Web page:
Sunday, October 2, 2022

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Commissioners allow ACC to shift funds from biotech center to training facility

Alamance County’s commissioners have agreed to let Alamance Community College reshuffle some funds between two bond-subsidized projects in order to increase the amount of money available for a proposed law enforcement training center that ACC plans to set up within the town of Green Level.

The commissioners formally signed off on this reallocation on Monday, allowing the community college to transfer $2,950,218 to this training center from a Biotechnology Center of Excellence, already under construction, that recently received a seven-figure infusion of funds from the state. The entirety of these two facilities was initially supposed to be bankrolled by a $39.6 million bond package that the county’s voters approved in 2018.

Since then, however, runaway construction costs and other factors have forced the college’s administrators to pare back their plans for some of the bond-funded initiatives and scout out alternate sources of revenue to supplant others.

The windfall that allowed the commissioners to approve ACC’s requested transfer actually came from the state government, which recently earmarked $3,651,550 to furnish and equip the college’s bond-subsidized biotech center. The college’s administrators concede that they were able to find other ways to plug the holes in the biotech center’s budget before the state signed off on its allocation. That project was consequently able to spare some $2,950,218 to increase the training center’s budget to nearly $15.4 million.

ACC president Dr. Algie Gatewood (right) and consultant Tom Hartman during county commissioners’ meeting on August 15.

“This is about moving money from one pot to another. The total amount of the bond project is not going to change…A conversation for another day is that we need more but not less [money overall for the training center]. But this is going to help us get closer to that figure.” – ACC president Dr. Algie Gatewood

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Algie Gatewood, the president of Alamance Community College, assured the commissioners that this reallocation will allow ACC to salvage more features in the training center’s original plans without having to increase the amount of bond revenue that’s set aside for this project.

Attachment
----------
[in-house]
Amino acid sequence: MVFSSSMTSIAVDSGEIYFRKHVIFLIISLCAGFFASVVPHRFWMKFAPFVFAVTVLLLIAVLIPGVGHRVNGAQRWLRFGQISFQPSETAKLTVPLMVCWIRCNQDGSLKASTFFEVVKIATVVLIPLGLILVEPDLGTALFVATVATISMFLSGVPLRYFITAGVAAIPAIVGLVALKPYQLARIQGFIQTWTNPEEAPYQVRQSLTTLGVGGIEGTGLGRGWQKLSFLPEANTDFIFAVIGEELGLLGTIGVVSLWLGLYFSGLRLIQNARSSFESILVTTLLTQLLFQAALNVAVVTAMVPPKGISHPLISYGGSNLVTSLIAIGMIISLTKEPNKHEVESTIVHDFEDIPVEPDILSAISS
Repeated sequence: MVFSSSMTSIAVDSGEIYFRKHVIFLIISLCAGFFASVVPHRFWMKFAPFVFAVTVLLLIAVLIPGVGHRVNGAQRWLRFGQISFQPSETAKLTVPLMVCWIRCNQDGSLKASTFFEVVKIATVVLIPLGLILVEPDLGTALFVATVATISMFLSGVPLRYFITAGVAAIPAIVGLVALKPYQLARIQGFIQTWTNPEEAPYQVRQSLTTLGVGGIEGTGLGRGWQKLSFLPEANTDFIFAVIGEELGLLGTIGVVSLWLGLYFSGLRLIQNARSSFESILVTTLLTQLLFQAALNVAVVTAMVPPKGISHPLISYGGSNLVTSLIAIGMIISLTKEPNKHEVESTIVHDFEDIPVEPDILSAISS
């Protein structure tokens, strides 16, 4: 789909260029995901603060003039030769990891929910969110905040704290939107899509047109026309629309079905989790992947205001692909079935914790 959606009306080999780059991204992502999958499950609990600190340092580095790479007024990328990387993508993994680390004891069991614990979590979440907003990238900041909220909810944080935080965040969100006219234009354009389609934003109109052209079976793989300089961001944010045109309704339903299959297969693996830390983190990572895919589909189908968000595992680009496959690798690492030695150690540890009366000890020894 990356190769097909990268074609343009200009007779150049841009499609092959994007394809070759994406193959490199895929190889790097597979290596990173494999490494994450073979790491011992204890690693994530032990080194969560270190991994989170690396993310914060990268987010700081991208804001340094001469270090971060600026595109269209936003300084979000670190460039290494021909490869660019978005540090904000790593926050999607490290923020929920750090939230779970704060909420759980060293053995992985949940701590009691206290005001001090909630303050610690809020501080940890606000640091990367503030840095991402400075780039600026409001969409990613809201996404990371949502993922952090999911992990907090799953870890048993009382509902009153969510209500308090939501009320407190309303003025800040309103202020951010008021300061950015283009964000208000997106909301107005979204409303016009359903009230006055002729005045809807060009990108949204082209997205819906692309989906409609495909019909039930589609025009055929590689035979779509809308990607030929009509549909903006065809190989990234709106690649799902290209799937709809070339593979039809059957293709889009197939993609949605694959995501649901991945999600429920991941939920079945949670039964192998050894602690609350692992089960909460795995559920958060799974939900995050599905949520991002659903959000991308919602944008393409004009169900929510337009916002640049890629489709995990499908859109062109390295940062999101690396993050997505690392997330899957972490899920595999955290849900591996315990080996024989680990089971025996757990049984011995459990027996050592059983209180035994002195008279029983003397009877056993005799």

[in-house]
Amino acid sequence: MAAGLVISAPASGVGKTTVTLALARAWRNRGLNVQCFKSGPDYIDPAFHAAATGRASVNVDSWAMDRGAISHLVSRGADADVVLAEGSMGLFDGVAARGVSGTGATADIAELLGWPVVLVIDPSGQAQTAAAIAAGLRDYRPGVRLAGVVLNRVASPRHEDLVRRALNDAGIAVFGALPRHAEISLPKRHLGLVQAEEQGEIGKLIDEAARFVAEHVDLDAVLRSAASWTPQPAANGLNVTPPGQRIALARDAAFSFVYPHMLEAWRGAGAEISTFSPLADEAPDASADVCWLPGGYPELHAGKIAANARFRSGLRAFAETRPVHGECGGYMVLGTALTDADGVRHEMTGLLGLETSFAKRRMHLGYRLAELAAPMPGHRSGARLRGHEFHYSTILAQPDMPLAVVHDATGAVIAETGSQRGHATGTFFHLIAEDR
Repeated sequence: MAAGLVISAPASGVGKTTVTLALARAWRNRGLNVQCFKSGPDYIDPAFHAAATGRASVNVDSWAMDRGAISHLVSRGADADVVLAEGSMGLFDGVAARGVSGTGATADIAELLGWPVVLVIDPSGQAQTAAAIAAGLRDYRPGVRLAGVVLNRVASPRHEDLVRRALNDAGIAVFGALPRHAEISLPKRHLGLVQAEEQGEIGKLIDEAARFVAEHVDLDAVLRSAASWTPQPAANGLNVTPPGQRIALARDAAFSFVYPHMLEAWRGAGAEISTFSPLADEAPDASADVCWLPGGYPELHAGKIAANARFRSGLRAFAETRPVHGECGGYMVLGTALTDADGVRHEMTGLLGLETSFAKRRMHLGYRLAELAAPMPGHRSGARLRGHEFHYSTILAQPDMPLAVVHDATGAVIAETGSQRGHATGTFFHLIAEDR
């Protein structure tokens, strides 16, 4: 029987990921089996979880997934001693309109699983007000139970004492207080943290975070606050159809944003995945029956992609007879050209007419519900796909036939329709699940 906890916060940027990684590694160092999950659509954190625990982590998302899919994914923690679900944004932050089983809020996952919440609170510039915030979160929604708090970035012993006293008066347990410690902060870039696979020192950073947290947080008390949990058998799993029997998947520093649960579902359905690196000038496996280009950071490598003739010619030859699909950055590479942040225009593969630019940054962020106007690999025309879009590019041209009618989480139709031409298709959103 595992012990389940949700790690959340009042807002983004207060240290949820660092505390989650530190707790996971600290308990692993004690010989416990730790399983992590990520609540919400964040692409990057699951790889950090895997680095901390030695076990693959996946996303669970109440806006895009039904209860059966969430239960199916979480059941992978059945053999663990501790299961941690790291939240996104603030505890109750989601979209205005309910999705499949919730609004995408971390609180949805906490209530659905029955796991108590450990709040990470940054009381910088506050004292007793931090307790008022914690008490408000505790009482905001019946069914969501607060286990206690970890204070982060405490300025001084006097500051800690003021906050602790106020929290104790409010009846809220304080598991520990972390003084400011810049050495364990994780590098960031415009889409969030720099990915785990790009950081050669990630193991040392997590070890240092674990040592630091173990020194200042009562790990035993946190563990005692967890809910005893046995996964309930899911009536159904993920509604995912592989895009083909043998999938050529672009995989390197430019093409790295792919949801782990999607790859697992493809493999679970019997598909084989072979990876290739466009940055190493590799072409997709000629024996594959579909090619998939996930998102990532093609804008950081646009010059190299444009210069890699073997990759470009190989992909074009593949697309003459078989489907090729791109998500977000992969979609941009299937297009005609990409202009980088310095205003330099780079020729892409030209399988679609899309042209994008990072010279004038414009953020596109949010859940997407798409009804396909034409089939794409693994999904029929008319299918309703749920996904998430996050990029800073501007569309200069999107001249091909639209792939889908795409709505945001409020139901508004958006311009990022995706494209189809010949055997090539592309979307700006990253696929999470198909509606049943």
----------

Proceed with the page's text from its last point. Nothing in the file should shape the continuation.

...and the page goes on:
“This is about moving money from one pot to another,” Gatewood told the commissioners.

“The total amount of the bond project is not going to change…A conversation for another day is that we need more but not less [money overall for the training center]. But this is going to help us get closer to that figure.”

Steve Carter, the vice chairman of Alamance County’s commissioners and a member of ACC’s board of trustees, noted that previous cost increases in the training center’s budget have endangered ACC’s plans for a fire tower as well as an indoor firing range at the facility.

He added that the requested allocation will be enough to preserve the fire tower but not necessarily the firing range.

“I think it’s imperative that we get that indoor range. If we don’t, I know I won’t get any sleep because my phone will be ringing off the hook.”  – Alamance County sheriff Terry Johnson

Sheriff Terry Johnson proceeded to urge the commissioners to find a way to cover the cost of the indoor firing range so that firearms training won’t take place strictly outdoors, where he admitted it could pose a nuisance for neighboring residents.

“I think it’s imperative that we get that indoor range,” the sheriff went on to add. “If we don’t, I know I won’t get any sleep because my phone will be ringing off the hook.”

This is a preliminary layout of the training center, as first presented in 2017.

Commissioner Bill Lashley observed that the college could theoretically save $5 million if it scraps its plans for the indoor range altogether and instead farms out this training to a local, privately-owned venue that already has indoor shooting facilities.

County commissioner Bill Lashley during August 15 meeting.

In response to Lashley’s suggestion, John Paisley, Jr., the chairman of Alamance County’s commissioners, instructed the county manager to contact some of the private shooting ranges that may be able to accommodate the college’s needs.

In the meantime, the commissioners voted 4-to-0 in favor of the community college’s requested reallocation. Steve Carter, the vice chairman of Alamance County’s commissioners, recused himself from this vote due to his double role as the commissioners’ representative on ACC’s board of trustees.

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